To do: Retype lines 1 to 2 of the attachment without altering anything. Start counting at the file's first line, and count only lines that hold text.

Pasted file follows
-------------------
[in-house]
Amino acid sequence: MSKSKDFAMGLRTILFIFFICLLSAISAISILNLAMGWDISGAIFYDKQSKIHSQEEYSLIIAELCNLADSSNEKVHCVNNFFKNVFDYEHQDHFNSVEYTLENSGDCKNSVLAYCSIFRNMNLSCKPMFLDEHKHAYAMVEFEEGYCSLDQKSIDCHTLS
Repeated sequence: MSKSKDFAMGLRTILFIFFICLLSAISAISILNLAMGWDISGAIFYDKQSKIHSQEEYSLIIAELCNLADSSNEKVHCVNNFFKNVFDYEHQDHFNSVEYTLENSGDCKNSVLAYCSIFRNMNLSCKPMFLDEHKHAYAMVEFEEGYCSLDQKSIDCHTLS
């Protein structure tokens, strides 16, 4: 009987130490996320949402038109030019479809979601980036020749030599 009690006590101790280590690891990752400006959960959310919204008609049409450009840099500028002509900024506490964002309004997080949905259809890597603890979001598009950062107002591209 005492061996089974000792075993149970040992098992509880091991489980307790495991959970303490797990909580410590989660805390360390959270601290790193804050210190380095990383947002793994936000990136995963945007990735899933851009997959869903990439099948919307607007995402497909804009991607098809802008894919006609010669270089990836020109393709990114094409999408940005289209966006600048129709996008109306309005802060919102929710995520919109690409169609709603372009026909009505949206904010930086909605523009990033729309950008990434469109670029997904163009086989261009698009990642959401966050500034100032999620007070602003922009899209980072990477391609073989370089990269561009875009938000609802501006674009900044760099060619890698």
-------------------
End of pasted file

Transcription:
[in-house]
Amino acid sequence: MSKSKDFAMGLRTILFIFFICLLSAISAISILNLAMGWDISGAIFYDKQSKIHSQEEYSLIIAELCNLADSSNEKVHCVNNFFKNVFDYEHQDHFNSVEYTLENSGDCKNSVLAYCSIFRNMNLSCKPMFLDEHKHAYAMVEFEEGYCSLDQKSIDCHTLS